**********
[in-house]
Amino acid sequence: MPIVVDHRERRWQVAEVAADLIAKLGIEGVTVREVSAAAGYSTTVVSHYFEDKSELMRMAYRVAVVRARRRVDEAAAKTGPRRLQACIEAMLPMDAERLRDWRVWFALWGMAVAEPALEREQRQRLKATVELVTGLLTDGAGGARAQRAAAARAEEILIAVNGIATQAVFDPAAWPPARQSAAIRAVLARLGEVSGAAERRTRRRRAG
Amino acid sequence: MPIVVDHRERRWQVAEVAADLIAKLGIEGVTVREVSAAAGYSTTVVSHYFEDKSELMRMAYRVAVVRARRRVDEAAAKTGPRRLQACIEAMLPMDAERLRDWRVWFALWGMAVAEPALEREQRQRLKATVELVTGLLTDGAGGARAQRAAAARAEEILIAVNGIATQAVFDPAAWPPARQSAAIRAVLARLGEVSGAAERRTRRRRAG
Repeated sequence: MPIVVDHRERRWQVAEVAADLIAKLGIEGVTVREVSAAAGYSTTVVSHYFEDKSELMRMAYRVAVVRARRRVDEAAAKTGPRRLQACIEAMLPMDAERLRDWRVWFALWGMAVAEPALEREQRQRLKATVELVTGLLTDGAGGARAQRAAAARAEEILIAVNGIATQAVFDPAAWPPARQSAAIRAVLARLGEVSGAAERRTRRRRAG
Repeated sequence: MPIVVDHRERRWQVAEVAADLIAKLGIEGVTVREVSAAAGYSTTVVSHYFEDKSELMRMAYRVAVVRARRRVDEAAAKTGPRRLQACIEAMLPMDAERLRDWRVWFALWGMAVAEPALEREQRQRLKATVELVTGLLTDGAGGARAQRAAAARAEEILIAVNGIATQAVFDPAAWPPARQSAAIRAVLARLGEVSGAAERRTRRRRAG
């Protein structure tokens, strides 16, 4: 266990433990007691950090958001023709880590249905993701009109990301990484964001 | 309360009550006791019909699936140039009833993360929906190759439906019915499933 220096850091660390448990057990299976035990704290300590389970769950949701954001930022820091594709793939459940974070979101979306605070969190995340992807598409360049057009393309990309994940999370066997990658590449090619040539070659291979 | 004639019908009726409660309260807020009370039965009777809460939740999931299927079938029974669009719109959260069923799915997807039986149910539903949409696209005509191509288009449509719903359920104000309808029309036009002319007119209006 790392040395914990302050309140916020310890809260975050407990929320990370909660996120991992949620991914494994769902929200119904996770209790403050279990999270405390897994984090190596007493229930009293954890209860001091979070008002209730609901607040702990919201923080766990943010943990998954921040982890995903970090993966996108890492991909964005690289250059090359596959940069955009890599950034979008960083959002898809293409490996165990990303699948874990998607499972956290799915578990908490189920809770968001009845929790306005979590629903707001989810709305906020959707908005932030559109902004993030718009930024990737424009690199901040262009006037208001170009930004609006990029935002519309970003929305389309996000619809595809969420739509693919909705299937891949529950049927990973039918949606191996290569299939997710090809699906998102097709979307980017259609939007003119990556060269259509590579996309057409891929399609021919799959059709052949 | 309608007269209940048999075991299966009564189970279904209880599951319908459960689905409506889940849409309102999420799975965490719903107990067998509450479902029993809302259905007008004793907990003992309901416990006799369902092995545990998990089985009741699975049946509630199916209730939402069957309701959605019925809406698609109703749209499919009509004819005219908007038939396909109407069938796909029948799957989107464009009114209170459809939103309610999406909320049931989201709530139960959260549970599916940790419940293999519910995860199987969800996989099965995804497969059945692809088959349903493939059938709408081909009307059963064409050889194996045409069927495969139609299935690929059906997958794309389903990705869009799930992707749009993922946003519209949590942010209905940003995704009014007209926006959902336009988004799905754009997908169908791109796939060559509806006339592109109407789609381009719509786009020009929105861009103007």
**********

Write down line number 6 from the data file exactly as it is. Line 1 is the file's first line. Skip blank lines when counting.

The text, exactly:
């Protein structure tokens, strides 16, 4: 266990433990007691950090958001023709880590249905993701009109990301990484964001 | 309360009550006791019909699936140039009833993360929906190759439906019915499933 220096850091660390448990057990299976035990704290300590389970769950949701954001930022820091594709793939459940974070979101979306605070969190995340992807598409360049057009393309990309994940999370066997990658590449090619040539070659291979 | 004639019908009726409660309260807020009370039965009777809460939740999931299927079938029974669009719109959260069923799915997807039986149910539903949409696209005509191509288009449509719903359920104000309808029309036009002319007119209006 790392040395914990302050309140916020310890809260975050407990929320990370909660996120991992949620991914494994769902929200119904996770209790403050279990999270405390897994984090190596007493229930009293954890209860001091979070008002209730609901607040702990919201923080766990943010943990998954921040982890995903970090993966996108890492991909964005690289250059090359596959940069955009890599950034979008960083959002898809293409490996165990990303699948874990998607499972956290799915578990908490189920809770968001009845929790306005979590629903707001989810709305906020959707908005932030559109902004993030718009930024990737424009690199901040262009006037208001170009930004609006990029935002519309970003929305389309996000619809595809969420739509693919909705299937891949529950049927990973039918949606191996290569299939997710090809699906998102097709979307980017259609939007003119990556060269259509590579996309057409891929399609021919799959059709052949 | 309608007269209940048999075991299966009564189970279904209880599951319908459960689905409506889940849409309102999420799975965490719903107990067998509450479902029993809302259905007008004793907990003992309901416990006799369902092995545990998990089985009741699975049946509630199916209730939402069957309701959605019925809406698609109703749209499919009509004819005219908007038939396909109407069938796909029948799957989107464009009114209170459809939103309610999406909320049931989201709530139960959260549970599916940790419940293999519910995860199987969800996989099965995804497969059945692809088959349903493939059938709408081909009307059963064409050889194996045409069927495969139609299935690929059906997958794309389903990705869009799930992707749009993922946003519209949590942010209905940003995704009014007209926006959902336009988004799905754009997908169908791109796939060559509806006339592109109407789609381009719509786009020009929105861009103007």